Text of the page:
It is a fact that parasites of all kinds are attracted to your dog. After all, what’s not to love? Your pet provides a warm, furry environment, as well as a public transportation system for the host. In the summer, when we all spend more time outdoors, parasites tend to come out in force, hungry and looking for a cozy home. Your dog may just provide the perfect spot for the critters to settle down and dig in–quite literally. Treating these pests is important for the health and comfort of your pet, and some parasites can also be passed onto the human members of the family, making it even more essential that we keep these creatures at bay.
Fleas and Ticks and Mites, Oh My!
These tiny bugs fall into the category of ectoparasites, meaning they live on or just under your dog’s skin. If your pet is suffering from an infestation of fleas, you can be fairly confident that those critters are residing in your home and yard as well. While fleas are hard to see, you will most definitely detect evidence of them through your dog’s scratching and biting. Occasionally, you may see tiny, wingless brown spots moving quickly across his skin’s surface. Hello, fleas!
If your dog has the misfortune of suffering from a flea allergy, the saliva from the bites of these critters will cause inflammation and irritation. If you see your pet acting as though he has fleas, you will want to address the problem as soon as possible to avoid further complications. However, dipping your dog in a flea-fighting solution can be a toxic treatment for your pet, so check with your veterinarian to determine the safest and most effective flea treatment for your pooch.
Getting Rid of Ticks
Ticks are another parasite that commonly affect dogs, particularly during the summer season. While you can find these critters in almost any environment, their favorite spots are warm, grassy and wooded. Certain types of tick bites can be quite harmful to your dog, causing symptoms like irritation, hypersensitivity, skin damage, and anemia. Ticks can also carry diseases with them, like Rocky Mountain spotted fever, tick-borne fever, and Lyme disease. These diseases can be dangerous to your pet if left untreated, which is why you should call your veterinarian right away if you suspect that your pet has been bitten by a tick.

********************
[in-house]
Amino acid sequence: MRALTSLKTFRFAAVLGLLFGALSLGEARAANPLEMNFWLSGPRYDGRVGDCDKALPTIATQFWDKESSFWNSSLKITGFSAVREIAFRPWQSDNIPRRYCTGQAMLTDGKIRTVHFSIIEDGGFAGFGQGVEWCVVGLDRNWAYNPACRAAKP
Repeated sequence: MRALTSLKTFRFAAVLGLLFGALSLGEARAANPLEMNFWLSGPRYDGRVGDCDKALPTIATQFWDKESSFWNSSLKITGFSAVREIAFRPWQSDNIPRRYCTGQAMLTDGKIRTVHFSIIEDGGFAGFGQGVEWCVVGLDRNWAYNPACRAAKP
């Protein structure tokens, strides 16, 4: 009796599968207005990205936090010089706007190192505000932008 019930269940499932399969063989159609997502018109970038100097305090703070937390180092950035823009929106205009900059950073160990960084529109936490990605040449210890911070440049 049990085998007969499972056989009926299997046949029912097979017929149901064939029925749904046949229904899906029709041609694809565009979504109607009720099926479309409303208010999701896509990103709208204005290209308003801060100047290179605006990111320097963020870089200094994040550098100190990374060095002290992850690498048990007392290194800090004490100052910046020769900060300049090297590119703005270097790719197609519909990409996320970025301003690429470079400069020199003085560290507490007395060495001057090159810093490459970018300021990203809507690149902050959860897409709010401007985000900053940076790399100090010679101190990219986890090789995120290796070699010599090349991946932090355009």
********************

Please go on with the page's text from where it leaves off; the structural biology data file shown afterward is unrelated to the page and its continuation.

All of these tick-borne diseases can cause your dog to become feverish and lethargic. Your pet may also stop eating, which is a sure sign of a problem. Rocky Mountain spotted fever and tick-borne fever can also cause a cough, labored breathing, and discharge from the eyes and nose. Lyme disease brings depression, arthritis, and lameness as well. Any of these symptoms warrant a trip to the veterinarian right away, since prompt treatment is extremely important to the health of your pet in these cases.
If you spend a day in the woods with your dog, make sure to check his skin when you get home for signs of a tick. If you discover one of these critters, there are some methods for removing it that will avoid further damage and pain to your pooch. First, do not use the match treatment that has been commonly thought to be effective in this process. You will stand a much greater chance of burning your pet’s skin than removing the tick. Instead, rub an alcohol swab around the area and gently pry the tick away with tweezers, holding close to the head. Never flush a live tick down your toilet unless you want him to come back up and bite you in the you-know-where! Instead, place the tick in a sealed jar with some alcohol to get rid of it once and for all.